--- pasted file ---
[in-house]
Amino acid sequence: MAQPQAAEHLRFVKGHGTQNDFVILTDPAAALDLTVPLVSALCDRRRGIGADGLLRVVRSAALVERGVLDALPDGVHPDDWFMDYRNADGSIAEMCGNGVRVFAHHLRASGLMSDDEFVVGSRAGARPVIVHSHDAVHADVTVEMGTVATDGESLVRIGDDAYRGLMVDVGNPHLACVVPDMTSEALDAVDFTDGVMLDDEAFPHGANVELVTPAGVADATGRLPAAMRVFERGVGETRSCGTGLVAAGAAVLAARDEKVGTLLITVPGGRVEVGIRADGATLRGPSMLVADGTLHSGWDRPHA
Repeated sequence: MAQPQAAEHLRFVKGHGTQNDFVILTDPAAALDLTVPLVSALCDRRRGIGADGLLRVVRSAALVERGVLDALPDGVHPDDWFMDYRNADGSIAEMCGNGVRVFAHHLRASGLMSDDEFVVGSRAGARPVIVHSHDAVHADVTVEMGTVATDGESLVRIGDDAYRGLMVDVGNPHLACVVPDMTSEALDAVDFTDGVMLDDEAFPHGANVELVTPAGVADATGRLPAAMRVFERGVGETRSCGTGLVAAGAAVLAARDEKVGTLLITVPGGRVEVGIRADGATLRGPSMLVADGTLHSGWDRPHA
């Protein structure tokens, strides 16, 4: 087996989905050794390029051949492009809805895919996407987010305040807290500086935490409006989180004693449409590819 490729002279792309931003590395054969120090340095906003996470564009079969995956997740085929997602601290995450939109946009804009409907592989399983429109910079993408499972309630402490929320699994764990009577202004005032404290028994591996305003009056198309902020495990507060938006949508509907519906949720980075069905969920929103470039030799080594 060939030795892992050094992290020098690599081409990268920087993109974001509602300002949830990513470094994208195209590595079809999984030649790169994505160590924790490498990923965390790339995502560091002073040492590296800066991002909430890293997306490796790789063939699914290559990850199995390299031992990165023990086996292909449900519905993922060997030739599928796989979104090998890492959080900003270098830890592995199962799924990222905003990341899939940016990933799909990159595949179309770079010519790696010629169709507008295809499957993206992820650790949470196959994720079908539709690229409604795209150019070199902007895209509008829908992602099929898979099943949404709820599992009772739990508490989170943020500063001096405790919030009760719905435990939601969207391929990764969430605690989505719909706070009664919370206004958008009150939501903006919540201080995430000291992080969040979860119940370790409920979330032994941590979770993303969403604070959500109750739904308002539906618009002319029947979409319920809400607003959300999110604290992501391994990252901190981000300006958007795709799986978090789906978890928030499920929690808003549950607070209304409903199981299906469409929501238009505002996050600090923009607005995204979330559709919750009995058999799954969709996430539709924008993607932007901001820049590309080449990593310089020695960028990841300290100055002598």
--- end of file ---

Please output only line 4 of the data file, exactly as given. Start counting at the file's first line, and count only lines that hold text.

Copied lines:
């Protein structure tokens, strides 16, 4: 087996989905050794390029051949492009809805895919996407987010305040807290500086935490409006989180004693449409590819 490729002279792309931003590395054969120090340095906003996470564009079969995956997740085929997602601290995450939109946009804009409907592989399983429109910079993408499972309630402490929320699994764990009577202004005032404290028994591996305003009056198309902020495990507060938006949508509907519906949720980075069905969920929103470039030799080594 060939030795892992050094992290020098690599081409990268920087993109974001509602300002949830990513470094994208195209590595079809999984030649790169994505160590924790490498990923965390790339995502560091002073040492590296800066991002909430890293997306490796790789063939699914290559990850199995390299031992990165023990086996292909449900519905993922060997030739599928796989979104090998890492959080900003270098830890592995199962799924990222905003990341899939940016990933799909990159595949179309770079010519790696010629169709507008295809499957993206992820650790949470196959994720079908539709690229409604795209150019070199902007895209509008829908992602099929898979099943949404709820599992009772739990508490989170943020500063001096405790919030009760719905435990939601969207391929990764969430605690989505719909706070009664919370206004958008009150939501903006919540201080995430000291992080969040979860119940370790409920979330032994941590979770993303969403604070959500109750739904308002539906618009002319029947979409319920809400607003959300999110604290992501391994990252901190981000300006958007795709799986978090789906978890928030499920929690808003549950607070209304409903199981299906469409929501238009505002996050600090923009607005995204979330559709919750009995058999799954969709996430539709924008993607932007901001820049590309080449990593310089020695960028990841300290100055002598």